Last week I managed to squeeze time into my crazy schedule to attend the ConveyUX conference in Seattle sponsored by BlinkUX. I was delighted to see the international turnout and many familiar faces from the UW HCDE program. While I am not a card carrying UX professional, understanding the leading edge of UX is important for teaching the overall human centered design process and for mentoring entrepreneurs. As I am interested in putting on a conference in the near future about flipped startups, I also wanted to see what it took to put on a first time conference.
Before the conference started I asked Kelly Franznick who I should talk to from BlinkUX to debrief on the conference preparation and organizing. Kelly shared that Joe Welinske did all the heavy lifting to make the conference happen. Joe did an excellent job in recruiting a wide range of terrific speakers – both for the engaging presentation styles and the wealth of content that they shared. Thank you Joe.
The highlight of the first day was a presentation from Elisabeth Robson on the learning theory that goes into her Head First series of book on learning technical concepts. As I listened to her presentation, I browsed through her LinkedIn profile and was fascinated to see that while at Yale she worked on Mirror Worlds with David Gelernter. With her interesting “teaching” approach in the book through storytelling, her background with Mirror Worlds, and finding out she lived on Bainbridge Island, the magic number 3 coincidences happened. OK, the universe is telling me I need to meet with Elisabeth sometime on Bainbridge.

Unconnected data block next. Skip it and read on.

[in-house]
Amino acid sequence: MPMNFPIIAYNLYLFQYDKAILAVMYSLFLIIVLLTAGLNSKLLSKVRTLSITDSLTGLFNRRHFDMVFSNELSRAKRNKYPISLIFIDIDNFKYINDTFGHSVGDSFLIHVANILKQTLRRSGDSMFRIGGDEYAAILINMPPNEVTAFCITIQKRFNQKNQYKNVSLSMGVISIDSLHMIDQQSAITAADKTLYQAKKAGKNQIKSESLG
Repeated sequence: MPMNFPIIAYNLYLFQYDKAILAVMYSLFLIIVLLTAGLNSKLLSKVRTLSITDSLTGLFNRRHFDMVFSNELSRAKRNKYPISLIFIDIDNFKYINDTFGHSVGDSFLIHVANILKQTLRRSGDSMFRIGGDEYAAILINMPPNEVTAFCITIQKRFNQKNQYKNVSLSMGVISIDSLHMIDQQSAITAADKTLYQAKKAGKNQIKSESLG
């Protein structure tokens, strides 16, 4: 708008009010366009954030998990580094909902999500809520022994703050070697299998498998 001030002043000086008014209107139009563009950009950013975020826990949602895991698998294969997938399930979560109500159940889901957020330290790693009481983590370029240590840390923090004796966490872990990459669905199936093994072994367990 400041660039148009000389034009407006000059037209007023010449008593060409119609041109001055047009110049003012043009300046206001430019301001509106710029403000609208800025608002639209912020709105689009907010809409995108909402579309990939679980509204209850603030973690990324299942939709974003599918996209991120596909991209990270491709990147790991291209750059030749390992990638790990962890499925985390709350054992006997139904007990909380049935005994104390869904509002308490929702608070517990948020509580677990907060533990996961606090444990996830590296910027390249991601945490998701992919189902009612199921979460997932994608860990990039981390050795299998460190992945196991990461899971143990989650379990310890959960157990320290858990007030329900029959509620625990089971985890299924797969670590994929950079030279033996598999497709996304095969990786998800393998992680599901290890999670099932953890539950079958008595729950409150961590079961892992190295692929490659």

Elisabeth agreed and also virtually introduced me to her writing partner, Eric Freeman. As Eric and I exchanged emails, I found out that he’d developed one of my favorite abandoned pieces of software, Lifestreams, that grew out of the Mirror Worlds research. Even more exciting, Eric shared that he is continuing to work on Lifestreams. Who knew that by listening to a talk on “Creating Instructional Content that is Brain-Friendly,” I would end up with two new potential “strategic network” connections.
Next up was a session with Erika Hall of Mule Design Studio. A late afternoon presentation needs somebody with high energy, quirky humor, and good content. Erika exceeded expectations in all of those characteristics. The essence of her several presentations was “Creating Effective Interface Language.” She had me at her description of their blog “UnsuckIt” (NOTE: Be careful to use the URL pointer here and don’t search for unsuckit.com. You will end up someplace you are not likely to want to be as I so rudely found out.)
In rapid fire fashion, Erika went through her central thesis of interface as conversation with both positive and negative examples of starting and stopping conversations.
One of my favorite examples is a legalistic “conversation” put in plain English (I have no idea how this web content developer got this through her legal department):
Yet, the image that stays with me is Erika’s opening slide:
The main attraction for me at the conference was Vijay Kumar from the Institute of Design. Vijay released his book 101 Design Methods: A Structured Approach for Driving Innovation in Your Organization last fall and this conference was part of his book tour. Both Kelly Franznick and I have eagerly awaited this book as we’ve experienced it being authored and developed over the last ten years. Several of the HCDE students came up after the session and shared that they were beginning to understand where we’d sourced our teaching materials from.